After watching “Captain America: Civil War,” I had no reservations about going on and on about how Spider-Man spontaneously materialized and stole every scene he appeared in. From the ongoing commentary and taunting to the web slinging and swinging in and out of combat, fans could finally say that Tom Holland has  brought us the Spider-Man we have all wanted for decades.

For the next few months, I continuously asked my fellow Spider-Man-loving friends, “When is the movie? How much longer do we have to wait?”

We wouldn’t have to wait very long as “Spider-Man: Homecoming” hit theaters in the summer of 2017 and is now out on DVD and Blu-ray. Although I missed the theatrical release, I wasted no time in picking up the Blu-ray version of the movie as soon as it came out.

Fortunately, filmmakers decided to take a different route with this Spider-Man. It’s not another origin story. It’s pretty clear that most of the people going to see a Spider-Man film know where Peter Parker acquired his powers and most of his abilities. Parker returns to high school after the events of “Captain America: Civil War” and must adapt to life after secretly fighting (and winning) an epic battle against the world’s strongest super heroes. Adapting to normal high school life isn’t easy and the secret superhero aims to do more by helping more people while still maintaining some of his regular extra-curricular activities.

Tony Stark (Iron Man), played by Robert Downey Jr., and his assistant Happy Hogan, played by Jon Favreau, act as Parker’s overly reluctant mentors. Really, they tend to just ignore Spider-Man by underestimating his abilities and continually warning him he’s not ready for the big leagues.

However, after Parker and his buddy find themselves invited to a party that could level up their popularity ranking, Spider-Man notices some very strange activity in the distance. Bailing on his friend at the party, he goes to investigate an exchange of high-tech energy weapons between a few sketchy fellows. He interrupts the transfer by slinging webs and punchlines. Every punch or kick is followed with some quip or joke. Holland delivers every line as though he is just as excited to play Spider-Man as we are to see him. It adds to the performance because you can tell the actor really enjoys putting on the suit and becoming the superhero.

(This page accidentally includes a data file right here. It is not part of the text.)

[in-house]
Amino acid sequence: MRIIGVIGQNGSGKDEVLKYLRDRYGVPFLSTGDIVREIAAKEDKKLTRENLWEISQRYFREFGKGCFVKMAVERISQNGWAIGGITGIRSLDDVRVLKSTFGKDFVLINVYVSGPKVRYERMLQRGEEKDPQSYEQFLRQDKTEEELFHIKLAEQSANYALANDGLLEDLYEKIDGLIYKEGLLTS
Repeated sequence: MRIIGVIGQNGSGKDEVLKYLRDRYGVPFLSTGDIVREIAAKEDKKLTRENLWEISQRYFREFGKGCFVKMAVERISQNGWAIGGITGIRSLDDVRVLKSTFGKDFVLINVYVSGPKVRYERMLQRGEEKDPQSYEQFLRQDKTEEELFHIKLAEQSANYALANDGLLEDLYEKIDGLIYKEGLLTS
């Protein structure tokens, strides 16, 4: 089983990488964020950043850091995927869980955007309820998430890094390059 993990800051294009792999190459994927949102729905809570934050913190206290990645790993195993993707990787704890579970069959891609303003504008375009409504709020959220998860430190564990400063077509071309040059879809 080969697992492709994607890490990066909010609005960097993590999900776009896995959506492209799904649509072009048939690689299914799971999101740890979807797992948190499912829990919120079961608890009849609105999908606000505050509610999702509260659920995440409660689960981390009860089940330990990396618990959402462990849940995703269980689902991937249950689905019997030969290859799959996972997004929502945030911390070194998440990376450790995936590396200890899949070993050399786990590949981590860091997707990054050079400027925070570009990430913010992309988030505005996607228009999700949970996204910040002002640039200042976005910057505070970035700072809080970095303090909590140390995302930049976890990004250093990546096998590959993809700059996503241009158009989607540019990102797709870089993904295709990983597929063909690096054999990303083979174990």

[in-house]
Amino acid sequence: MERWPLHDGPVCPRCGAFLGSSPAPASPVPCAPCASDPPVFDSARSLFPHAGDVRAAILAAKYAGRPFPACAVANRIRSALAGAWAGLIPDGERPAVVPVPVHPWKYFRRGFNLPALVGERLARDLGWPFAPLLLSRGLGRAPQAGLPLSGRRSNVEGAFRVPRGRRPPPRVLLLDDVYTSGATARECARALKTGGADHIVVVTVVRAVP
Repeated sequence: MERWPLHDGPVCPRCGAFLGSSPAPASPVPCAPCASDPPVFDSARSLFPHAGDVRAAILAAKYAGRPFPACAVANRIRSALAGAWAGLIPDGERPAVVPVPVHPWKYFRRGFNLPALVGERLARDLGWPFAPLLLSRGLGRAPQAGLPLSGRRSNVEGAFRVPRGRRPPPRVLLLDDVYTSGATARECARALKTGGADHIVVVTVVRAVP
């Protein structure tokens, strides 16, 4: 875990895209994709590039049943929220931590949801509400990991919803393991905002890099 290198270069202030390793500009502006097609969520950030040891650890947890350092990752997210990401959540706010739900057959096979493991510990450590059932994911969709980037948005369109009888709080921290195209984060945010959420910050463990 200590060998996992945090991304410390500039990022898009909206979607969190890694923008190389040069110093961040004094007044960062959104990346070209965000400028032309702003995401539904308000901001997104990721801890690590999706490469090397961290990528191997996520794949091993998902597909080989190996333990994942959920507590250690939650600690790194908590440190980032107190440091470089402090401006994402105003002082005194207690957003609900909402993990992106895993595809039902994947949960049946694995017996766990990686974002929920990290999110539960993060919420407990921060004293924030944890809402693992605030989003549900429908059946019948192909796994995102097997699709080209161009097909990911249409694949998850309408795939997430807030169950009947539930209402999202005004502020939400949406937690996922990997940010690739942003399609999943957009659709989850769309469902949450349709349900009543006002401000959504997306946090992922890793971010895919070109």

Most of the movie involves Parker learning about the suit (which Tony Stark created), but by the end of the movie, the outfit is purely cosmetic. Like the cartoon and comics of old, Parker uses refillable web shooters. There are a couple of parts in the movie where he must refill those canisters and it’s one particular aspect I strongly favor. Also, he’s not impervious either. Spider-Man does get smacked around. He’s flung through boats, buses, buildings and more, yet he still bounces back.

Supporting characters such as best friend Ned Leeds and snarky classmate Michelle humanize Parker as he tries to balance school and the secret superhero life. Leeds learns Spider-Man’s identity early on (in quite comic fashion). However, the reveal provides a hilarious dialogue that not only helps the audience visualize Parker’s plight, but gives the teen another person to relate to.

Michelle seems doom and gloom at first, but you soon realize she latches on to Leeds and Parker as outcasts for very specific reasons.

The Vulture, played by Michael Keaton, challenges Spider-Man in this reboot. To be fair, I know nothing about the Vulture, I’ve never heard of him and I probably wouldn’t have known who he was without this film. Yet, Keaton and filmmakers make this guy really cool. An obsessed researcher bent on using strange alien rocks to develop his weapons, the Vulture aims to swat Spider-Man after the high school kid keeps interfering with his plans. The Vulture struggles to pull off a proper heist every time the web slinger enters the fray. Two huge mechanical wings and a flight helmet transform Keaton from a seemingly overenthusiastic tech guy into the wallcrawler’s nemesis. Keaton, who once played Batman, has no issues playing the big bad guy in the film.

The final few fight sequences entertain, and thankfully, don’t have the generic pillar of light fuming from the middle of a city like every other superhero film in the past five years.

At the end of the film, audiences get what they want: a fight between Spider-Man and the Vulture. Although Spider-Man is vastly overpowered compared to the Vulture, the last episode is still a very crowd-pleasing and enjoyable fight that left me wondering when the sequel is coming out. Can we make it a trilogy?